Administrative Code

Creating a Report: Check the sections you'd like to appear in the report, then use the "Create Report" button at the bottom of the page to generate your report. Once the report is generated you'll then have the option to download it as a pdf, print or email the report.

Virginia Administrative Code
Title 12. Health
Agency 5. Department of Health
Chapter 640. Alternative Discharging Sewage Treatment Regulations for Individual Single Family Dwellings
6/27/2022

12VAC5-640-450. Design criteria for the use of intermittent streams, dry ditches, or wetlands.

All owners of systems discharging to an intermittent stream, dry ditch, or wetland shall ensure the following conditions are met:

1. Direct contact between minimally diluted effluent and insects, animals, and humans must be restricted for the life of the system. This will be achieved by reducing the chance of ponding and run-off and limiting access to the effluent. The department shall require fencing, rip-rap, or other barriers to restrict access to effluent discharging to a dry ditch, intermittent stream, or wetland as deemed necessary to protect public health. This determination shall be made by the department on a case-by-case basis.

a. For dry ditch and intermittent stream discharges, the restricted access area shall begin at the point where the effluent is discharged and continue for 500 feet, until the effluent discharges into an all weather stream or is no longer visible during the wet season. The design shall provide justification for the length of the restricted access channel if less than 500 feet.

b. For wetland discharges, the restricted access shall extend for a distance of 250 feet along the flow path of the discharge unless a 10:1 dilution with the wetland can be achieved. If the flow path cannot be established and a 10:1 dilution cannot be obtained, then access shall be restricted for 100 feet radially from the point of discharge. For wetland discharges, the access barrier may be a subsurface discharge point, but in no case shall the discharge point and diffuser be greater than 18 inches below the natural wetland surface.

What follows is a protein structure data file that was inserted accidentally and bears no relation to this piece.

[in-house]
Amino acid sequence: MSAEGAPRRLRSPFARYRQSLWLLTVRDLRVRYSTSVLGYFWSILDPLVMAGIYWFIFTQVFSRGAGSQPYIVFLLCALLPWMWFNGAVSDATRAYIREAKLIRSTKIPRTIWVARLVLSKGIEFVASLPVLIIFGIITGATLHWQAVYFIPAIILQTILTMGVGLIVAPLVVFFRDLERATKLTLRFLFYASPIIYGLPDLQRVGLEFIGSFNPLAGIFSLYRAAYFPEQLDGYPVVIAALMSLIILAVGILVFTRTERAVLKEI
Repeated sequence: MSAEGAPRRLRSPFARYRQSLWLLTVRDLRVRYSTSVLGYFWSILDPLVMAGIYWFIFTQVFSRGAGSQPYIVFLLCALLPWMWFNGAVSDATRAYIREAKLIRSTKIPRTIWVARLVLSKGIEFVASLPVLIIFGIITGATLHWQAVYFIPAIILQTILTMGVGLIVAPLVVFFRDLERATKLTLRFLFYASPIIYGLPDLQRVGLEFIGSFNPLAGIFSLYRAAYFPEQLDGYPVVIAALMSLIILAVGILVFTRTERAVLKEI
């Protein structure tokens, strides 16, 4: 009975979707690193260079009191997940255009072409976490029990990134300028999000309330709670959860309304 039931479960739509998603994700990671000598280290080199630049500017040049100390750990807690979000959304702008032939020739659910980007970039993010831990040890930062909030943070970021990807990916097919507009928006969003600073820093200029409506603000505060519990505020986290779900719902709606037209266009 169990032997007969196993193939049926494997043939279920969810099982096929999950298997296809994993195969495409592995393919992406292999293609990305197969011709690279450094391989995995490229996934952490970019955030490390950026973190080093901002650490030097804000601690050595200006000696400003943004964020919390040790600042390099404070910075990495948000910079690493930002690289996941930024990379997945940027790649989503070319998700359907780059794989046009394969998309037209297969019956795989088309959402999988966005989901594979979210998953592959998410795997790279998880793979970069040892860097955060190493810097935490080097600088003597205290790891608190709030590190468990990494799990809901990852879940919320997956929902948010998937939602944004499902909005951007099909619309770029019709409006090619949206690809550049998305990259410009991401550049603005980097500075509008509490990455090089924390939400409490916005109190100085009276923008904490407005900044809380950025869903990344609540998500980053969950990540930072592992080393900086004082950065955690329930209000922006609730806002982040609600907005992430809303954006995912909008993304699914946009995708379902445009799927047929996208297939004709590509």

2. When effluent is discharged to a dry ditch, intermittent stream, or wetland, the owner shall own the land or acquire an easement from the downstream or downgradient land owner to discharge on all land below the point of discharge for the distance shown in Table 3.2. To allow for system construction and repair within the restricted access area, and to facilitate maintenance and monitoring, the easement shall be a minimum of 25 feet wide and approximately centered on the low point of the dry ditch or intermittent stream for the entire length of the restricted access area. For wetlands, the easement shall be measured radially from the point of discharge unless flow direction can be established. In those cases where flow direction can be established, the easement shall be a minimum of 25 feet wide and approximately centered on the discharge path and extend for a distance along the flow path as described in Table 3.2. If the slope across the discharge site is equal to or greater than 10%, the flow direction can be determined by observation. For slopes less than 10%, a site specific study must be conducted to document the direction of flow. All easements must be in perpetuity and shall be recorded by the owner with the clerk of the circuit court having jurisdiction over the property prior to issuance of the construction permit. For the purposes of complying with this chapter, written approval to utilize an easement owned by the Virginia Department of Transportation shall be recorded by the owner with the clerk of the circuit court office having jurisdiction over the property.